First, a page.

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Bismarck, N.D., May 6, 2009 – As communities in North Dakota assess the collective impacts of this spring’s flooding, residents are searching for ways to prevent another catastrophic flood. City and state officials and the Army Corps of Engineers are now strategizing on permanent flood protection measures that will protect residents and businesses in the Fargo/Moorhead area.

Ducks Unlimited advises that restoration and protection of wetlands and basin-wide management be crucial pieces of the flood protection puzzle.

“We realize that there are cumulative factors that have led up to this years flooding, and we would like to see wetlands and basin-wide water management be part of the cumulative solution that helps reduce the frequency and intensity of these major flooding events,” said Dr. Steve Adair Ducks Unlimited Great Plains Regional Office director.

Wetlands can act as speed bumps that absorb and slow down water entering a river. As snow melts and rain falls, the water traveling over land pools into natural depressions or wetlands. When these wetlands are intact, they help reduce the duration, height and magnitude of floods.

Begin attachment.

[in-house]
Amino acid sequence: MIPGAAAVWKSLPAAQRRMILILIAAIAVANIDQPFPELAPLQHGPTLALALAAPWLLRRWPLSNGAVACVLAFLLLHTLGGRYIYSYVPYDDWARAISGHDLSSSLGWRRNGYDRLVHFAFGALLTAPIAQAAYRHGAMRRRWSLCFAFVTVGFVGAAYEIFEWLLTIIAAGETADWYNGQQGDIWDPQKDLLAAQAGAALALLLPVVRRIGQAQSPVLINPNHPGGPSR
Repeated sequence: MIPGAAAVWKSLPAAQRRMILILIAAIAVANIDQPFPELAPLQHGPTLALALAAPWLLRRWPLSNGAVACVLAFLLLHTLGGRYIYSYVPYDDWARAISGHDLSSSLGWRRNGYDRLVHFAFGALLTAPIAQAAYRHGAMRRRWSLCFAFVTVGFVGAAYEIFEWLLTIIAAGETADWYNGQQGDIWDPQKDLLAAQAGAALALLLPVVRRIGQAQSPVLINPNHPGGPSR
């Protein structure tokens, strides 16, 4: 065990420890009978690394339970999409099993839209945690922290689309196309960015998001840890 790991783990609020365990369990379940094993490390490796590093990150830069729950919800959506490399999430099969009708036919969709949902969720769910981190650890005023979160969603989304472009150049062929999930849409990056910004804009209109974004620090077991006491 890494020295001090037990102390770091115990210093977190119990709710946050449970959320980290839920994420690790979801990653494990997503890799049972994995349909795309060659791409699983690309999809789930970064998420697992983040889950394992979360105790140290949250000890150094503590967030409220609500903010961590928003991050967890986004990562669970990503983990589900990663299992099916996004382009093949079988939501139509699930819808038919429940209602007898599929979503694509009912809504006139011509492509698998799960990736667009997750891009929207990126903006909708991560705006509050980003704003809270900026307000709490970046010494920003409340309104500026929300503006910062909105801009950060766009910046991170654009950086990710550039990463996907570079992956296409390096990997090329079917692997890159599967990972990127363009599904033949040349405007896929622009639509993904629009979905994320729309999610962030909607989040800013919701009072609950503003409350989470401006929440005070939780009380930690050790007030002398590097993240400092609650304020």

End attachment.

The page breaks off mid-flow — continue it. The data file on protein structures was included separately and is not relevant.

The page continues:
“We need to recognize the benefits our natural resources can provide in protecting our communities. If we develop a plan that incorporates solutions beyond the immediate Fargo/Moorhead area that utilizes natural wetland functions, we can improve the areas where we live and work,” Adair said.

With more than a million supporters, Ducks Unlimited is the world’s largest and most effective wetland and waterfowl conservation organization with more than 12 million acres conserved. The United States alone has lost more than half of its original wetlands − nature’s most productive ecosystem − and continues to lose more than 80,000 wetland acres each year.